A stripped screw may seem hopeless. You're driving the screw—usually with a drill —and the head indents to the point where it is completely bored-out. The drill's driver bit or your manual screwdriver has nothing left to grip onto. The harder you press on the screw, the more it gets stripped.
To remove the screw, few gadgets work better than an inexpensive screw extractor bit. But what if you don't happen to have an extractor bit on hand? Fortunately, there are a number of options for removing that stripped screw. All of these methods use basic tools or materials that you may already have on hand around the house or shop—drill bits, pliers, steel wool, and even abrasive powder or rubber bands.
Watch Now: 4 Ways to Remove a Stripped Screw or Bolt
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Switch to a Flat-Head Screwdriver
If you're trying to remove a Phillips head screw, switch to a manual flat-head screwdriver. By pressing hard, it's often possible to dig into the stripped head by angling the screwdriver. All you need is to raise the screw by 1/8-inch to be able to switch over to extracting the screw with pliers.
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Extracting Screw With Pliers
If you can grab onto the head of the screw with pliers, this is usually the most reliable method of removing a stripped screw. Vise-locking pliers are especially helpful. Even if you can only barely grab the outer rim of the screw head, this is usually enough to begin turning out the screw.
- Hold the pliers to the side (the front of the pliers' jaws are rounded, so they can't grip as well).
- Adjust the pliers so that the jaws are just a little smaller than the head of the screw.
- Attach the pliers to the screw head.
- Turn the screw counter-clockwise.
- Make at least two or three full rotations.
- Unclamp the pliers.
- Re-clamp the pliers so they face forward (it's easier to turn like this).
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Use a Larger Driver Bit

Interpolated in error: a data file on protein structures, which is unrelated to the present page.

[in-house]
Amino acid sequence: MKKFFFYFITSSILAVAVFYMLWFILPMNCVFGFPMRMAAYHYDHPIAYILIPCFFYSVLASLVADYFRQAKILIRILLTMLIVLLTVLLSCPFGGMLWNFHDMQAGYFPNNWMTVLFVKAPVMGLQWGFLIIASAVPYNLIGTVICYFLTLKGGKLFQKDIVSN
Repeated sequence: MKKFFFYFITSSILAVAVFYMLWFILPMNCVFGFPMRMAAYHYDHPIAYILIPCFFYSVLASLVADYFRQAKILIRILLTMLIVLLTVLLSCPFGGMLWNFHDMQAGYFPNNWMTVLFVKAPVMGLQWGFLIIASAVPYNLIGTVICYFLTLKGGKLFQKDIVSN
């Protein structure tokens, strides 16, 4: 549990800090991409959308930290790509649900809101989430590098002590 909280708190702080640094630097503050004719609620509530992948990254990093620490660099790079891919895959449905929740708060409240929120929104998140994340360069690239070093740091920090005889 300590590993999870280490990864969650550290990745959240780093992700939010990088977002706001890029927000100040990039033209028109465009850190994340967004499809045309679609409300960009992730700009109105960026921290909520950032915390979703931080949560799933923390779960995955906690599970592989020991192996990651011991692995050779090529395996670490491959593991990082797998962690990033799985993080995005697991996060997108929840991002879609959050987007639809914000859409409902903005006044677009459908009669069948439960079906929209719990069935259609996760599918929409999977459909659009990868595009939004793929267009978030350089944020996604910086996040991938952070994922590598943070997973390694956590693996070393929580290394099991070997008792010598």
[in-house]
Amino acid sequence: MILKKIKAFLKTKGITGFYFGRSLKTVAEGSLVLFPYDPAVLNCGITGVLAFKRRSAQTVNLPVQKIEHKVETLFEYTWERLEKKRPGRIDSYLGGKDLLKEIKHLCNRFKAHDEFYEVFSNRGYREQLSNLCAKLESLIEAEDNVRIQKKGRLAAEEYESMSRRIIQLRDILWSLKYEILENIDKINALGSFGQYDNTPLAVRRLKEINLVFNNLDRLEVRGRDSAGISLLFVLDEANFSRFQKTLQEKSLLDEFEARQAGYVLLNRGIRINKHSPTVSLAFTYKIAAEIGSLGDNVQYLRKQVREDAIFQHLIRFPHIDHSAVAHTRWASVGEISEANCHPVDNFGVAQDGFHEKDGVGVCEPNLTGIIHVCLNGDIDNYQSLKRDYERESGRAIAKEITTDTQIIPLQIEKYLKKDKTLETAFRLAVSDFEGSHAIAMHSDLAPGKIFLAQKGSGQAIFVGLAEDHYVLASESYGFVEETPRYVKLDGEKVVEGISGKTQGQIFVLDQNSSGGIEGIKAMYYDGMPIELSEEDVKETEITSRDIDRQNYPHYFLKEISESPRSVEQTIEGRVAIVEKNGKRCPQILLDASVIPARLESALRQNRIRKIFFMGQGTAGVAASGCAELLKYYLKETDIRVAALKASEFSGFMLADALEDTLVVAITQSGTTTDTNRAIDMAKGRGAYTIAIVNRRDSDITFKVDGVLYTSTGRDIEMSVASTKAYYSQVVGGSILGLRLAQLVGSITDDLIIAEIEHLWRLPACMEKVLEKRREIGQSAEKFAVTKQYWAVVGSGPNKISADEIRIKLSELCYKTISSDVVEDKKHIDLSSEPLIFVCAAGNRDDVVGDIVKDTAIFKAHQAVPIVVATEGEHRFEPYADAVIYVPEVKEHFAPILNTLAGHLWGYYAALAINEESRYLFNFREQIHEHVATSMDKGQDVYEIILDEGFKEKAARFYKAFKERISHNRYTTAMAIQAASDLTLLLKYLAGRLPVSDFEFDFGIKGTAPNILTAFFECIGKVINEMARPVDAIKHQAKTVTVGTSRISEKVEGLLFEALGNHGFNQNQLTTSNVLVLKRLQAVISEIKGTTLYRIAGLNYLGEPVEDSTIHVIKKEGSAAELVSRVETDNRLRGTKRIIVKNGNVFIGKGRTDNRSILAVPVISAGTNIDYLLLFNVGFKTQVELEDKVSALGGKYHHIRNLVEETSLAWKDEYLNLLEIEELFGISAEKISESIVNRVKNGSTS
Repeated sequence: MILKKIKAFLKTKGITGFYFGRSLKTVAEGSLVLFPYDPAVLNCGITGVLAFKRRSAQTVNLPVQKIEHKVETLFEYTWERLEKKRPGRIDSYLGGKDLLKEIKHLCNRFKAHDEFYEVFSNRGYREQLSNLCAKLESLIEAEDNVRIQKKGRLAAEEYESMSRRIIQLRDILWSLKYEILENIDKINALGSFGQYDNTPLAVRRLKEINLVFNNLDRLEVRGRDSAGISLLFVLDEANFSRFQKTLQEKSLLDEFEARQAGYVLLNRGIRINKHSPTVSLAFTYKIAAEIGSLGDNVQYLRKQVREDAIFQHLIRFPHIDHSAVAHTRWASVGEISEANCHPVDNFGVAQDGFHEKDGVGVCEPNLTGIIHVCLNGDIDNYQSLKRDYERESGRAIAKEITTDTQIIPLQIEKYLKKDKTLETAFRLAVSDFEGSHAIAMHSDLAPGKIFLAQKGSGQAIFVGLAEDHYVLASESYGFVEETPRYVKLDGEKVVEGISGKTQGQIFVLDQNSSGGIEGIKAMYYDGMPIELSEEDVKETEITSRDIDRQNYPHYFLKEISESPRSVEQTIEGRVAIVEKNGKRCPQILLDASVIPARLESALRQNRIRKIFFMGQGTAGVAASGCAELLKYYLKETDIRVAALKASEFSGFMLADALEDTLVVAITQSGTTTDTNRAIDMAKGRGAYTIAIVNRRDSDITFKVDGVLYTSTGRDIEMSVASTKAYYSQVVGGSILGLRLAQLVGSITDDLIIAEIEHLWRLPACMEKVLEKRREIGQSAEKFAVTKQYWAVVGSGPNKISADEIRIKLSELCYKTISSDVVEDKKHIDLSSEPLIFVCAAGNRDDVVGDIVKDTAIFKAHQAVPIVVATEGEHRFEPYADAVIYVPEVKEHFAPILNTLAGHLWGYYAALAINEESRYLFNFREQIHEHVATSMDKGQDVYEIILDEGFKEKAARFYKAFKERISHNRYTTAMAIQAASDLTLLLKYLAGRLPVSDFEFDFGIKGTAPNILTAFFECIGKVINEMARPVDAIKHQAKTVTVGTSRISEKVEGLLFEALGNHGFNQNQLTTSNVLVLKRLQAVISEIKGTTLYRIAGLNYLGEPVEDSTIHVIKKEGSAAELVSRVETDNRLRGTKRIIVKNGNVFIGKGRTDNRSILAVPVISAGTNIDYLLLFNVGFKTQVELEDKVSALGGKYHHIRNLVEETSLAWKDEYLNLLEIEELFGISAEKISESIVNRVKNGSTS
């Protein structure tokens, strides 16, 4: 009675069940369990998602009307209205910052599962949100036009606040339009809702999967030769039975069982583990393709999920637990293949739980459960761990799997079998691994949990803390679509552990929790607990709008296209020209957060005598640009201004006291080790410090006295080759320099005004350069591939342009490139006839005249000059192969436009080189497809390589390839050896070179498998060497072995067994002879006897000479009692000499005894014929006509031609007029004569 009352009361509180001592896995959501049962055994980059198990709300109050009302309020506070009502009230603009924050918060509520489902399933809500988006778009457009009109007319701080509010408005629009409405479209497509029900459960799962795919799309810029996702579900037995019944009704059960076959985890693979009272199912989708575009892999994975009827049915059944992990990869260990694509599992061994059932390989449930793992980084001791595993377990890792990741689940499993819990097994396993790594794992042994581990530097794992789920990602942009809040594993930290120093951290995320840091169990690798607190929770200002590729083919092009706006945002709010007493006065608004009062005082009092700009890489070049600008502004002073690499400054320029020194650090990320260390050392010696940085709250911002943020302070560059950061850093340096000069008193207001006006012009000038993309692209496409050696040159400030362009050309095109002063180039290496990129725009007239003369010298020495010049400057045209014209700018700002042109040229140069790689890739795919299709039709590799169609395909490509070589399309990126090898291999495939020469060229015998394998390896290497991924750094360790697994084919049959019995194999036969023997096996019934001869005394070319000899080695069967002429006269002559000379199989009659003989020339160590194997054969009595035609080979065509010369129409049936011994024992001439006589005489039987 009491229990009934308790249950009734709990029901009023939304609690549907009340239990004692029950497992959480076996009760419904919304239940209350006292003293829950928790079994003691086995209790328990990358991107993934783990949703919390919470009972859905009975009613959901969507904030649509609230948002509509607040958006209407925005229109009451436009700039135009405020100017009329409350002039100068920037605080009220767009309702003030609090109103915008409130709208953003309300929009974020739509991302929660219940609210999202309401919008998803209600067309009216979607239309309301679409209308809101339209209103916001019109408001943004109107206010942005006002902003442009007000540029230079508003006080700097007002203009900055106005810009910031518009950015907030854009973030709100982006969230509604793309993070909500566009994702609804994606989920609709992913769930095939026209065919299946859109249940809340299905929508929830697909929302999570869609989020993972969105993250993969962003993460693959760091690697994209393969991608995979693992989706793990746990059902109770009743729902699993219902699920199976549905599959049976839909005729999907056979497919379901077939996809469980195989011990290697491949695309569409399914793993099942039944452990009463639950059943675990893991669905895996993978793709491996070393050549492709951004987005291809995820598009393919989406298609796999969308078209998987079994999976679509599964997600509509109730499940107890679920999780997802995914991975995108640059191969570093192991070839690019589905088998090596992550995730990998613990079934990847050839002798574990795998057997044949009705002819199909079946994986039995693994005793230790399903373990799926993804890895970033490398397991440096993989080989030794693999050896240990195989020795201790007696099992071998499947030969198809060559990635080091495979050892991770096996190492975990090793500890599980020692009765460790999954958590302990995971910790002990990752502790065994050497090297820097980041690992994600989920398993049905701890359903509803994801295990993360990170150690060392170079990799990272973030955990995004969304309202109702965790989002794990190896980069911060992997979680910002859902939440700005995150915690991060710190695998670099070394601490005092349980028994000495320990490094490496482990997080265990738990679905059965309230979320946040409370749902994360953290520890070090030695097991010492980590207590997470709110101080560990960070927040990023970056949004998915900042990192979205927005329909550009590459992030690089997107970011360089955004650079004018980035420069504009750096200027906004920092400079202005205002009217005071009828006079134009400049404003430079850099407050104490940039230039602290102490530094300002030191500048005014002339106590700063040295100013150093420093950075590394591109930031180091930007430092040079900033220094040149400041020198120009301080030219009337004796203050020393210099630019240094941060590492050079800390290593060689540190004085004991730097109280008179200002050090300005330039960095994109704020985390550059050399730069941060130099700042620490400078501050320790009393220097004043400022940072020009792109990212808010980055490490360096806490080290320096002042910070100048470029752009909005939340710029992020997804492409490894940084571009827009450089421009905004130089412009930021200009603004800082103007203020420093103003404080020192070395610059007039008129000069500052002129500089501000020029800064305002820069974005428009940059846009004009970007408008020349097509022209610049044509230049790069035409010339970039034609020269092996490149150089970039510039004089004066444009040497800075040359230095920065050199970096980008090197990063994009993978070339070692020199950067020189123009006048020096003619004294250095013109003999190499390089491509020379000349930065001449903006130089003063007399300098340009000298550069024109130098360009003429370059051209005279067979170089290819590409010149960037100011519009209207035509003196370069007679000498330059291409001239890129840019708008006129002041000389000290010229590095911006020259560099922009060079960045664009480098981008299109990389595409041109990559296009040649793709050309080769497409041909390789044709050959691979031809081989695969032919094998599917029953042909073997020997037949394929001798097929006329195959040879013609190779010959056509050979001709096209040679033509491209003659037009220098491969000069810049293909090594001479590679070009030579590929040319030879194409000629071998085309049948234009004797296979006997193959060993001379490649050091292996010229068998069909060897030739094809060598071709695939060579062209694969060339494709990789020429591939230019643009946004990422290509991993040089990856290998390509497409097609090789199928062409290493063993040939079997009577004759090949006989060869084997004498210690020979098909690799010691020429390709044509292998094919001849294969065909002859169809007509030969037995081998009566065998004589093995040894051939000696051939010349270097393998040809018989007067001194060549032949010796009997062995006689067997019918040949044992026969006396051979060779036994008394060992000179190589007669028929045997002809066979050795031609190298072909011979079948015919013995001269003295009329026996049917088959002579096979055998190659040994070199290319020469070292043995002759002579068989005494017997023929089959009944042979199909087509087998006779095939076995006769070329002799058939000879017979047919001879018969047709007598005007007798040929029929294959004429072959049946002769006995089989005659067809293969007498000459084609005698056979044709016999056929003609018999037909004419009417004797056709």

Switch out the driver bit in your drill for another one designed for a screw with a larger head. The larger driver bit can distribute the pressure across more of the screw head, helping to turn the screw out.
Even old drill bits that have become worn down are worth trying. These bits have a flatter tip, so they add more surface area.
04 of 10
Switch to a Manual Screwdriver
If you've been trying to remove the stripped screw with your drill, often switching to a manual screwdriver for the same screw type is enough to extract the screw. A manual screwdriver gives you more control over the torque than with a drill—which can sometimes run away from you. You can also lean into and put more pressure on a manual screwdriver.Continue to 5 of 10 below.
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Use Steel Wool
Lack of grip is always the problem with a stripped screw. Your driver bit just keeps rotating around the bored-out screw head. One way to provide instant grip to the surface is to insert steel wool between the screw head and the driver bit.
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Tap the Screwdriver With a Hammer
Place a manual screwdriver against the stripped screw. Then, with a hammer, lightly tap the handle of the screwdriver. In many cases, this is enough to seat the screwdriver slightly deeper into the stripped screw, providing enough grip for you to turn the screw out.
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Cut a Slot For a Flat-Head Screwdriver
Use a rotary cutting tool or a multi-tool fitted with a metal blade to cut a slot on the screw. Cut the slot straight across to create a groove for the blade of a flat-head screwdriver.
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Use an Abrasive Powder
Similar to the steel wool method, the more friction you can apply to the head of the screw, the better. You can sprinkle a small amount of abrasive cleaning powder or fine sand on the surface of the stripped screw, then apply the drill driver-bit to the screw and try to turn it out. In many cases, the powder or sand is enough to prevent the bit from slipping on the screw. Choose a non-chlorinated cleaning powder.Continue to 9 of 10 below.
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Drill Into the Screw
Drilling into the screw is much like using a screw extractor tool—except you only need to have a drill and a set of drill bits suitable for drilling into metal.
- Choose a bit that is smaller than the screw head.
- Place the end of the bit in the center of the screw head.
- Drill slowly to form a hole about 1/8- to 1/16-inch deep.
- Remove the drill bit from the drill. Switch back to your driver bit.
Often, the hole helps your driver bit sink just far enough into the screw so that it can grip better.
If you drill too deep, you risk breaking the screw or snapping off the drill bit in the screw.
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Use Rubber Bands for Grip
Wide rubber bands work well for providing the driver bit with enough traction on the stripped screw.
- Cut the rubber band with scissors.
- Lay the rubber band across the top of the screw. It helps to use your free hand to screw it across the screw.
- Place the driver bit on the rubber band.
- Press hard while turning the screw counter-clockwise.
If that doesn't work, it's sometimes helpful to leave the rubber band intact (uncut) and to try turning the screw out through two layers of rubber.